In 1835, Texas belonged to Mexico but there was a growing sense in the region that it needn’t be so. A recent influx of Americans with their clearly defined notions of liberty and Mexicans already resident disgruntled at the autocratic rule of General Antonio Lopez de Santa Anna saw tensions mount and following a series of skirmishes with the Mexican Army it was forced to abandon the region. Their absence saw an expression of anger become a fully-fledged movement for independence. But the Mexicans would be back.
Santa Anna had no intention of entering into negotiation with those he considered little better than pirates and by early 1836 he had returned with a fresh, fully-equipped and formidable army determined to crush the rebellion. The Texians, a rag-tag collection of regular soldiers, volunteers, and adventurers were nevertheless just as determined to be free.
By the last week of February, Santa Anna’s army stood before the Mission Station known as the Alamo, a broken down, ramshackle old Church and its surround that had been hastily fortified for defence. Inside were some 200 mostly volunteer fighters under the command of William Barret Travis. Also at the Alamo were two legendary figures of the West, Jim Bowie and Davy Crockett. Their presence would make for an exhaustive mythology intended for the most part to praise but also to demean.
Santa Anna would offer no quarter and those defending the Alamo would die to a man, whether some did so less heroically than others is irrelevant in that they were all killed in the cause they were fighting for. There are then few descriptions of the fighting from the Texian side other than the memories of the women and non-combatants who survived.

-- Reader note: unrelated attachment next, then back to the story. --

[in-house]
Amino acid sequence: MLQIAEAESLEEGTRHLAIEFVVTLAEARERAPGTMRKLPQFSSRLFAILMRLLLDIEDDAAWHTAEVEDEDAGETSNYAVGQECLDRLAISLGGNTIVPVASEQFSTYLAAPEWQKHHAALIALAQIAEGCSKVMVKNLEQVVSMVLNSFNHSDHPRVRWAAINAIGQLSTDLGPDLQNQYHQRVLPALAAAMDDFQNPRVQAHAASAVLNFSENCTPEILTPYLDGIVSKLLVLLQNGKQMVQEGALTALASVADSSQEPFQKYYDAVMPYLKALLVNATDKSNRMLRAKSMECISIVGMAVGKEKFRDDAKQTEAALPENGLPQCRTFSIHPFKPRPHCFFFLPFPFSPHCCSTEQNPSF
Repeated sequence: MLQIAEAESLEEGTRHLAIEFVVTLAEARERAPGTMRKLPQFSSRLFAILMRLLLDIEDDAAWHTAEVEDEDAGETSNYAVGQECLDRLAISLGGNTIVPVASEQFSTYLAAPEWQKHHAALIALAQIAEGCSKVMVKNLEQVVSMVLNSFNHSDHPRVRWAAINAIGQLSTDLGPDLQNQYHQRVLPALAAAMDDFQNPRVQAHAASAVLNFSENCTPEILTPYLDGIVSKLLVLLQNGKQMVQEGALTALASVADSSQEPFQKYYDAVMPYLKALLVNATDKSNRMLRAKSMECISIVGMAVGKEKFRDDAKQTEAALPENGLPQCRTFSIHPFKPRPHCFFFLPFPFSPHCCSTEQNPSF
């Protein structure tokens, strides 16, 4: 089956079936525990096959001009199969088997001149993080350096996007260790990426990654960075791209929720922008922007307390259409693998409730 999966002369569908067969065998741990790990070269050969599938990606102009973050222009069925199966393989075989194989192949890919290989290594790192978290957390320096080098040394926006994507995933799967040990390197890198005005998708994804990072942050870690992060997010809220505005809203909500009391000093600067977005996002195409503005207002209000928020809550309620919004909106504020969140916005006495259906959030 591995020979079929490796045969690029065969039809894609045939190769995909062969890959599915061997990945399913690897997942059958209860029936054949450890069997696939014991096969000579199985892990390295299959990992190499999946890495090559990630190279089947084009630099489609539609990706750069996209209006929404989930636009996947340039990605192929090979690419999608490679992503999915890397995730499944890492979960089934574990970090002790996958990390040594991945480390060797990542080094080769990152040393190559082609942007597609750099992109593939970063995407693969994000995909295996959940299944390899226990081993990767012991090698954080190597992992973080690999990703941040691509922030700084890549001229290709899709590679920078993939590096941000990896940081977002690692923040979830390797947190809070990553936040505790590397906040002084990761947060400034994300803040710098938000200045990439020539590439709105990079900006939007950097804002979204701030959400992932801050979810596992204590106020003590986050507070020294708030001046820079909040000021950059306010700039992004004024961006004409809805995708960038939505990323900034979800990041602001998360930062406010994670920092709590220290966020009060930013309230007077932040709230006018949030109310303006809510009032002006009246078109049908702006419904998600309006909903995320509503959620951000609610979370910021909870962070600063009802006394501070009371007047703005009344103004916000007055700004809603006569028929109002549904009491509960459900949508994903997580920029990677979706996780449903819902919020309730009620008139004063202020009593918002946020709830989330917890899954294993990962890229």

This account is from a serving Officer in Santa Anna’s army:
“On this same evening, a little before nightfall, it is said that Barret Travis, commander of the enemy, had offered to the general-in-chief, by a woman messenger, to surrender his arms and the fort with all the materials upon the sole condition that his own life and the lives of his men be spared. But the answer was that they must surrender at discretion, without any guarantee, even of life, which traitors did not deserve. It is evident, that after such an answer, they all prepared to sell their lives as dearly as possible. Consequently, they exercised the greatest vigilance day and night to avoid surprise.
On the morning of March 6, the Mexican troops were stationed at 4 o’clock, A.M., in accord with Santa Anna’s instructions. The artillery, as appears from these same instructions, was to remain inactive, as it received no order; and furthermore, darkness and the disposition made of the troops which were to attack the four fronts at the same time, prevented its firing without mowing down our own ranks. Thus the enemy was not to suffer from our artillery during the attack. Their own artillery was in readiness. At the sound of the bugle they could no longer doubt that the time had come for them to conquer or to die. Had they still doubted, the imprudent shouts for Santa Anna given by our columns of attack must have opened their eyes.